I knew the name Christopher Hitchin's name from praise handed out for him on conservative political sites and some of his less pleasant "habits" because read about here and there but by no means expert on him or his thinking. I became interested in his persona when he made a comment about Mormonism just before his death and I assumed the remark was driven by the media exposing all of our sacred or reverently held doctrine/beliefs/people and probably that Hitchins had had no reason to look into the church history or culture or mores or mannerisms let alone the finer doctrine--the Jesus stuff. The news today about Hitchin's is his writing about Orwell as a forward to Orwell's diaries publication. It is supposed to be his last writings-formal writings. An online search gives many more links and Orwell as a favorite person/writer/thinker. . https://www.theguardian.com/books /2012/jul/16/christopher-hitchens-george-orwell-diaries The more telling and interesting thing that first got me to wonder about the hedonistic atheist, supposedly happy with his self envisioned lot as he lay dying is that he talked of Mormonism and found it somewhat "sinister". What darkness came to his insides that he felt a sinister force or feeling or something? https://www.slate.com/articles/news_and_politics/fighting_words/2011/10/is_mormonism_a_cult_who_cares_it_s_their_weird_and_sinister_beli.html "Of course, it surprises none of us that Hitchens would elect to weigh in on the Mormon moment. But what is noteworthy about the essay is how sloppy and hysterical he sounds." So says rd. https://religiondispatches.org/does-christopher-hitchens-think-mormons-are-sinistererer/ For an afterlife believer and a new reader of Hitchins I wonder what phase he is in now? Baptist Hell or Catholicism's or Dantes? He may find Mormon Spirit Prison even more maddening? Sinister indeed?
James W. JohnstonMay 15, 2015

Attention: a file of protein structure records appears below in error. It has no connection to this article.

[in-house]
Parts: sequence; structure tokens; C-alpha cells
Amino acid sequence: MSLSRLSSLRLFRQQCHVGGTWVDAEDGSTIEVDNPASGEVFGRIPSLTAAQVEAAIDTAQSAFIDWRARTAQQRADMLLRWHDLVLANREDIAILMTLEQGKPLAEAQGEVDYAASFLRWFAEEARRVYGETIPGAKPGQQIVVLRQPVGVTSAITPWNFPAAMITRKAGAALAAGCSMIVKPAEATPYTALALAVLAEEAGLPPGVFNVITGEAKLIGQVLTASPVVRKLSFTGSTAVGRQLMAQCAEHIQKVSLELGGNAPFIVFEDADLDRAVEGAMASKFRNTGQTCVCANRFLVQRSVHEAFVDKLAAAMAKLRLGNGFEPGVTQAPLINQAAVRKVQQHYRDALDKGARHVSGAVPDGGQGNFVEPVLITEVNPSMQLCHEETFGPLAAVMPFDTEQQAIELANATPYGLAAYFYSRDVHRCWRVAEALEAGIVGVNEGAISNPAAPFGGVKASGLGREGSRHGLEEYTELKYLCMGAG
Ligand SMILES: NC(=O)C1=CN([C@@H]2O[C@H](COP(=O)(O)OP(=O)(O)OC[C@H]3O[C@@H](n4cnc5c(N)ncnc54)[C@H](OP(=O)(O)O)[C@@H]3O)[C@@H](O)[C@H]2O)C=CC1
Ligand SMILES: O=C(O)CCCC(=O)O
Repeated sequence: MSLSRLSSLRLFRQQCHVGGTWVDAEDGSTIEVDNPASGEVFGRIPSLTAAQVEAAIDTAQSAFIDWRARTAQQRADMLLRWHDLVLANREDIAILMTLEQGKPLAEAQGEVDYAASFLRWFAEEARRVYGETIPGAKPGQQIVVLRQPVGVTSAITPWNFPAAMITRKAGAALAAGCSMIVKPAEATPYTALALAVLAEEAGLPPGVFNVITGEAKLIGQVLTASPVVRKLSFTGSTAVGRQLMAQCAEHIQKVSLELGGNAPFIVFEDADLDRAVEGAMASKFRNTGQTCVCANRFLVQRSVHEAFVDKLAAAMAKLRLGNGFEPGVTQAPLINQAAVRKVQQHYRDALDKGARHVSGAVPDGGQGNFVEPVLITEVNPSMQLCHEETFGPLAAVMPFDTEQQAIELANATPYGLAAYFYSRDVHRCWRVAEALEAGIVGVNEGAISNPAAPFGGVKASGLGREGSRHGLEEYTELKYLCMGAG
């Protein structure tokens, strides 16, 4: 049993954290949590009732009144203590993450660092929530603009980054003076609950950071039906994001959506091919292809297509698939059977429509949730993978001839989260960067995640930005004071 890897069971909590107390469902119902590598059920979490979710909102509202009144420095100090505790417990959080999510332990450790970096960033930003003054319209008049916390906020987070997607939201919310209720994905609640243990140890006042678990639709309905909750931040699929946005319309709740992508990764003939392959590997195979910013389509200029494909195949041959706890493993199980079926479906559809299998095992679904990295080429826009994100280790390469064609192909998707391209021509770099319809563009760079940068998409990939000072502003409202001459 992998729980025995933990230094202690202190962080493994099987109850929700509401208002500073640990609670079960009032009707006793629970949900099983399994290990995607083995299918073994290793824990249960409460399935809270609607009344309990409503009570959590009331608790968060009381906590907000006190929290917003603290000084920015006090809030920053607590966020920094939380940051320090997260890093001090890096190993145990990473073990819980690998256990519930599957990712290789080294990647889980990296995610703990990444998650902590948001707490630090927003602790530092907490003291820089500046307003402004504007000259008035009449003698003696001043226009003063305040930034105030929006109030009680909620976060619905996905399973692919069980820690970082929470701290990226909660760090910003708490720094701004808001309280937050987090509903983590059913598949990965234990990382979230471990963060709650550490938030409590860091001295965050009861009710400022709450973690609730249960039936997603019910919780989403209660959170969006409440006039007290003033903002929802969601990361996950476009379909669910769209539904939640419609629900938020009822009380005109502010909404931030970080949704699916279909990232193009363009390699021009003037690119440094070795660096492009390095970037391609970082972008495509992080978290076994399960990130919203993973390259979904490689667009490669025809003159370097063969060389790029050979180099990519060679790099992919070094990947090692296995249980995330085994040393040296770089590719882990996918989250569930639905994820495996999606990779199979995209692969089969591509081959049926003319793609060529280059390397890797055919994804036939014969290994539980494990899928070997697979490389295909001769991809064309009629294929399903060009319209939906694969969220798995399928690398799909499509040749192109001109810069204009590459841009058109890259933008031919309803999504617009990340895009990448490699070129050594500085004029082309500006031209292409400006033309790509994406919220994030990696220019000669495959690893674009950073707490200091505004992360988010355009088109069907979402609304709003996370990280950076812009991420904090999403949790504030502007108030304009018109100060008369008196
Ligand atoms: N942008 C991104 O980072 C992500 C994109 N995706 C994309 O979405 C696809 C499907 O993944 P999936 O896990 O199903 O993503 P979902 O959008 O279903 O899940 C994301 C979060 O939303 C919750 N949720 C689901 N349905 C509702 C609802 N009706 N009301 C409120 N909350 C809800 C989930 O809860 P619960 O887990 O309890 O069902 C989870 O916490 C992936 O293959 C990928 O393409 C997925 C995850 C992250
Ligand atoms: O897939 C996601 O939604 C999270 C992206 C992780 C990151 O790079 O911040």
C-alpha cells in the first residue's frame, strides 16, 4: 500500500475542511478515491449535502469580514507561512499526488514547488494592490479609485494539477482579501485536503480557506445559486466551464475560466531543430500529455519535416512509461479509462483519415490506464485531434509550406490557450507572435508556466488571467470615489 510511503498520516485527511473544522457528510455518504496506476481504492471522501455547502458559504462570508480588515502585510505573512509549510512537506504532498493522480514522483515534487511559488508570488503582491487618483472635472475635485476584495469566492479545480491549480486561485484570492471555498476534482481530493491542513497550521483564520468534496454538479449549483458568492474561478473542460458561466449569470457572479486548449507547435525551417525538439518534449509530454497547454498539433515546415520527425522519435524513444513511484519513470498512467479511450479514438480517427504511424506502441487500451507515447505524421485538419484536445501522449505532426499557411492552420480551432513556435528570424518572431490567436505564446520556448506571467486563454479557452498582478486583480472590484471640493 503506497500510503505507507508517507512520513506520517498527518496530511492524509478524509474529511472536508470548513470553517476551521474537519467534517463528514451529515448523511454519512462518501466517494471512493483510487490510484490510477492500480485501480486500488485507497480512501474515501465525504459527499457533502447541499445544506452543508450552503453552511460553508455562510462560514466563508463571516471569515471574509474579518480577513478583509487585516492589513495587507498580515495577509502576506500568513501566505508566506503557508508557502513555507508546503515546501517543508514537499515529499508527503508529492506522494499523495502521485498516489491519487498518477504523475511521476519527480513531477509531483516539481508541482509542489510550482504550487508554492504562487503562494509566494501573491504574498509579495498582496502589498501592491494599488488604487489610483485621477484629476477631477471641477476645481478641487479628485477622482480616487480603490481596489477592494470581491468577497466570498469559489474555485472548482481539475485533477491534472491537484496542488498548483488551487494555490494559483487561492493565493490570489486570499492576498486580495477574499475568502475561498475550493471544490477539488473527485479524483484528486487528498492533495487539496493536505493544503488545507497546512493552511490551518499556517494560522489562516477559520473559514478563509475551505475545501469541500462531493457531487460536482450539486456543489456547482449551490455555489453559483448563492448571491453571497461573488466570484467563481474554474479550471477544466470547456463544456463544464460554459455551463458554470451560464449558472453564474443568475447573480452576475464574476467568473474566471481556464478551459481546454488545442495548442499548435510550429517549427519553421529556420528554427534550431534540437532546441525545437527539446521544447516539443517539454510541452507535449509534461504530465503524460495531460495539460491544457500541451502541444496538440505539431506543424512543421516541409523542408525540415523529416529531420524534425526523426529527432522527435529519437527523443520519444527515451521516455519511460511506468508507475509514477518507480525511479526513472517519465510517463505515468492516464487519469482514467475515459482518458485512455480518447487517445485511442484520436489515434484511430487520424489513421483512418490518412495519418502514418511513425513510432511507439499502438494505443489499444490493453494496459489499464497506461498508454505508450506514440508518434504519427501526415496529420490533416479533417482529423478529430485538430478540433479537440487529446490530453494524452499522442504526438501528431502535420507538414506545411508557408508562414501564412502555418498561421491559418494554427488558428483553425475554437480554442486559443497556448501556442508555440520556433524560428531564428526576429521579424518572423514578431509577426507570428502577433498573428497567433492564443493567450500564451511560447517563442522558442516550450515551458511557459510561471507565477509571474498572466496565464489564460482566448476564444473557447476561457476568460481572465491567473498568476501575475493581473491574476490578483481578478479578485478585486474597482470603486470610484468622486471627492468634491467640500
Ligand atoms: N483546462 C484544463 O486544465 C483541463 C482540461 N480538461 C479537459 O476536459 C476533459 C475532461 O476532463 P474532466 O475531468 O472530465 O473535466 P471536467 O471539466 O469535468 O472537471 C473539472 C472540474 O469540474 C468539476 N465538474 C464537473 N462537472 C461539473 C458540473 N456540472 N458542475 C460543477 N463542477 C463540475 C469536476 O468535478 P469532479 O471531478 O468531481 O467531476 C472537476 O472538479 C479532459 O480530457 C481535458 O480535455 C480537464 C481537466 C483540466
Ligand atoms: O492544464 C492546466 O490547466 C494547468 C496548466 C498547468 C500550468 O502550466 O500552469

More than three decades ago, I joined the LDS Church. Likewise, in the ensuing years, I have made a solemn promise to give all that I have and do everything I can to the building up of the Church. Is the Church Religion? By every accepted standard, "Yes, it is." Yet within the context of the topic at hand ... of "Religion poisons everything," I find myself asking, "Do our actions reflect our ideals," and if not, why not? My observations seem to suggest that "religion," no matter how pure, becomes a handle which can be grasped either tightly, or loosely, or even, not at all -- a garment that can be donned or discarded, as circumstances dictate. To be sure, you can go through the motions -- showing up for sacrament and paying tithing and and and ... yet can't these outward manifestations take the place of true and honest personal reflection ... of asking "What am I doing ... really?" In its place can there be found the calm but false assurance that come from merely living the letter of the law, while avoiding the hard choices that accompany being compelled by the spirit and truly following the example of Christ? The highest level of behavior can be found in BOTH His courage and his kindnesses. These behavioral paths are established fact -- we may ignore them for a time, but they cannot be avoided. This is personal reflection -- not high and mighty social commentary. I seek an approach that compels me to pay far greater attention to the forces of true salvation ... to my personal adherence to the laws ... just as I must with other immutable, unavoidable physical laws ... like gravity. Which leads me to ask, "When it is all said and done, isn't the Gospel of Jesus Christ really the 'Science of Salvation'" ? And if so, could that hone a sharper edge on its Sword of Damocles demands? There is no doubt that Jesus is the Christ. There is no doubt that we are eternal beings engaged in a brief mortal experience. It is a hard and inescapable truth that we will be held accountable for our knowledge of these absolute and eternal FACTS. Perhaps we could say that there is a sort of "Spiritual Darwinism" at work here -- not the law of tooth and claw, but rather, the understanding that, if we want to proceed in the eternities to the utmost of our capacity, it is imperative that, during this proving phase when the veil is drawn, that we not make excuses for ourselves and let Christ make up the difference. If we do not allow that the facts are indisputable, are we making the most of this glorious but indescribably difficult experience? Doesn't Satan's lasting strategy include the perception that "Religion poisons everything" because those who profess to believe are inherently and eternally flawed? He wants doubt ... he sows it. Because everyone's belief flags ... everyone's actions fall short. Perhaps it is a question just of semantics ... but at least for me, the realization that Christ is the author of the Science of Salvation and that our eternal progress is dependent on our understanding of a Spiritual or Eternal Darwinism moves the concept of a religious belief to a hard and unavoidable physical law. As they say in the practice of law, would we not be well-advised to "govern ourselves accordingly?"